How to view democracy in America?
** A 246-year-old experiment that’s failing?
** A 246-year-old experiment that worked until it didn’t?
** A 246-year-old illustration of Plato’s view that the eventual three-part cycle of change is democracy, leading to an oligarchy, which ends in tyranny?
One might have thought Harvey Mansfield, the William R. Kenan, Jr. Professor of Government at Harvard University, would have an answer.
After all, not only is Professor Mansfield exceedingly erudite — in 2022, he marks 60 years of teaching at Harvard – he is also one of the world’s leading authorities on Alexis de Tocqueville. What Tocqueville didn’t say about democracy in America in his two-volume ‘Democracy in America’ doesn’t bear saying.
But in a recent conversation with Yascha Mounk of Persuasion, Professor Mansfield wasn’t willing to predict how American democracy might turn out, here on in. Have a listen, if you can, to the discussion — click here — but if not, some of the highlights are below.
Professor Mansfield agrees that “Tocqueville ought to be the Bible of American democracy” because not only is it about the theory of democracy “but it’s also a view of it as it’s practiced”. Accordingly, it’s worth reading Tocqueville’s analysis of America’s uniqueness in terms of politics. As the Professor notes, Tocqueville “says that America is a country with very little freedom of the mind”. Materialism, Tocqueville thinks, is the main intellectual risk to democracy because it doesn’t allow for the long periods of time and the patience it takes to build great and lasting political edifices.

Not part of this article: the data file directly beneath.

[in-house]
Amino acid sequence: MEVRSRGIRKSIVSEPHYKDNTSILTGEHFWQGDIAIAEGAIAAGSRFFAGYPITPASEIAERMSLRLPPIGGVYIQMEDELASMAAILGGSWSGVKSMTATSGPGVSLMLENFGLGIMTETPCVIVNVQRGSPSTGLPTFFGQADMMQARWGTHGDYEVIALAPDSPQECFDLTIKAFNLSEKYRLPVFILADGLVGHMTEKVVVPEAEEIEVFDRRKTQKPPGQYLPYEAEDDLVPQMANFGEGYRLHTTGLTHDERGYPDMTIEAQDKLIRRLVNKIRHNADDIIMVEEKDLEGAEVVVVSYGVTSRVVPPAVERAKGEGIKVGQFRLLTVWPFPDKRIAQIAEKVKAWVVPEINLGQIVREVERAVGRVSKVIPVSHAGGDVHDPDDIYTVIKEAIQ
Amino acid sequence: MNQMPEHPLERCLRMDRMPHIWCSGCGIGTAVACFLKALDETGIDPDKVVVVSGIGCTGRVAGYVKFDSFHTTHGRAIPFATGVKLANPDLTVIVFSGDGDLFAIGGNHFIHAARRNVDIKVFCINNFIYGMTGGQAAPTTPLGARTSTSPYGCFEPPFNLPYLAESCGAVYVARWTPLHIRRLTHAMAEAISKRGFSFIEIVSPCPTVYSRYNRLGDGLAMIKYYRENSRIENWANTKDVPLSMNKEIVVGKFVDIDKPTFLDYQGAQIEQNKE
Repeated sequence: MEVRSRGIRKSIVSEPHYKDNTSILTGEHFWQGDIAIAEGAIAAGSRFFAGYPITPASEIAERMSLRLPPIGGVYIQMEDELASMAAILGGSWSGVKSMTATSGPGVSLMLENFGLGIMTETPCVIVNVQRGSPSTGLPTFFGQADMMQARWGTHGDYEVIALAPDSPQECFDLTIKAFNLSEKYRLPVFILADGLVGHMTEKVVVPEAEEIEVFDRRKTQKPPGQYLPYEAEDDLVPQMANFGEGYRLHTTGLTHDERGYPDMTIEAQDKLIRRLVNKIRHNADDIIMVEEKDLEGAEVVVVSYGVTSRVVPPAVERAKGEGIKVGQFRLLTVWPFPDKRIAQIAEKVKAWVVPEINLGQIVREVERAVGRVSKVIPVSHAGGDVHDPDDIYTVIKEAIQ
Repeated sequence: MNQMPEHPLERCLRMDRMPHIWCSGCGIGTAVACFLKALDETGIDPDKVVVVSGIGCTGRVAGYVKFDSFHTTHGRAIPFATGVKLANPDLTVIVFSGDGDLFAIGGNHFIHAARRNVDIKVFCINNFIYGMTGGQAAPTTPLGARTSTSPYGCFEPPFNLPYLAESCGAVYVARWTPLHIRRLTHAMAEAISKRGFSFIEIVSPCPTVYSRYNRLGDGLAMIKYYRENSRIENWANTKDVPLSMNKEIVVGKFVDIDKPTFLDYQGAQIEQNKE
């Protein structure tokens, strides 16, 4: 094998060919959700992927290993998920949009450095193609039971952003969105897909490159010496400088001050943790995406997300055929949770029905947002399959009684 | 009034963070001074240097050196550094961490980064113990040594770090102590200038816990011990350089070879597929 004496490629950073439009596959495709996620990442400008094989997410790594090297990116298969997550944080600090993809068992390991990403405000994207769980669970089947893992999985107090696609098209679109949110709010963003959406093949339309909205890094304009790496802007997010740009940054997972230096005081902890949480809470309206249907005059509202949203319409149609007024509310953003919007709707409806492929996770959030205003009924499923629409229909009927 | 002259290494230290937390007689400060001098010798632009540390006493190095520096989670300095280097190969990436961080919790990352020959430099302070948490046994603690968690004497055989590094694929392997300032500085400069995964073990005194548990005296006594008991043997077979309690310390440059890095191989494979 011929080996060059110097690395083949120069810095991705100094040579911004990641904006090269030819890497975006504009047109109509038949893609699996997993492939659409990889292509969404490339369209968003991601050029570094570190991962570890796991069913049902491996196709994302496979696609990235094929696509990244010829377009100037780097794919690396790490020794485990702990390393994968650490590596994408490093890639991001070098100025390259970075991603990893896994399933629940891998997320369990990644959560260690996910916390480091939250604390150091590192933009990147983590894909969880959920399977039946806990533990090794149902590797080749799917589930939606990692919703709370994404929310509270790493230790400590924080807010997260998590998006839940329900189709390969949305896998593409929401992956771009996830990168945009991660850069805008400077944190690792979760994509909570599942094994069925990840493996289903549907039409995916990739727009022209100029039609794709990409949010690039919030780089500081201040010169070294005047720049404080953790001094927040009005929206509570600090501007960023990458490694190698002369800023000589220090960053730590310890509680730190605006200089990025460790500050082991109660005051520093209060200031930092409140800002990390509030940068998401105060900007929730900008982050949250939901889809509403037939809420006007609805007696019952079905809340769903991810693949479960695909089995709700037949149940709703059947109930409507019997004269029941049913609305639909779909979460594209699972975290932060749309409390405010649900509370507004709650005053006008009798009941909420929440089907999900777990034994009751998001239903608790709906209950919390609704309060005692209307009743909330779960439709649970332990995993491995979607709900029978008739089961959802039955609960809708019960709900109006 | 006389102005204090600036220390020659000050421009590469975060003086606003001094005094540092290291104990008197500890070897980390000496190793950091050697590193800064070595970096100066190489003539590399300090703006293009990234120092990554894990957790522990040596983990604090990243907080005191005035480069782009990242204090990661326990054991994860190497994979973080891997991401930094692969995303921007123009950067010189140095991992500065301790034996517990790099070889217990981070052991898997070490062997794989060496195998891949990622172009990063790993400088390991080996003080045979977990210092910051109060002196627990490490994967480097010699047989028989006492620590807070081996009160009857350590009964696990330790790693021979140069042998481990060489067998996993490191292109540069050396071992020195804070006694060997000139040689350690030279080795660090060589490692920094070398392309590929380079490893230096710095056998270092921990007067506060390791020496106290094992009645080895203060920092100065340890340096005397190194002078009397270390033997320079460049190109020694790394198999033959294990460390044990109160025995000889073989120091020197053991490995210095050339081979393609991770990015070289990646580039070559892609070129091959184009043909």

Right now, says the Professor, American democracy faces twin threats — there is Donald Trump and his “vulgar” refusal to follow the norms, conventions and processes of American politics. And there are the democratic intellectuals, who indulge in “grandiose theories of material motions, movements, large-scale causes”. They are not equivalent.
Mr Trump is profoundly dangerous, if only as an illustration of democracy’s slide towards authoritarianism unless moderated by the constitution and conventions. “Trump is a real trouble and a real threat,” says the Professor. “He seems to be as much against conservatism as in favor of it. As I said, he’s against conventions. He’s against morality, and propriety-I’ll use that word.”
But democratic intellectuals’ attempts to build grand structures that delink “individual accomplishments” from politics are also bad for democratic politics, says the Professor. He mentions the “wonderful paradox” of today in which “democratic intellectuals want more democracy than the American people-who are not intellectuals-want”. This, argues the Professor, weakens the links between “the government, or the intellectuals, and the people” and leaves room for nothing but “what Tocqueville called individualism, which is falling back on your own devices, and your intimate friends and your family, in the belief that there’s nothing you can do to affect society or politics as a whole.”
If that sounds like the usual kind of both-sidism, it isn’t. I think the Professor, a self-confessed conservative and a philosophical liberal, is identifying key points that democrats (both those with a small ‘d’ and a capital ‘D’) must needs ponder.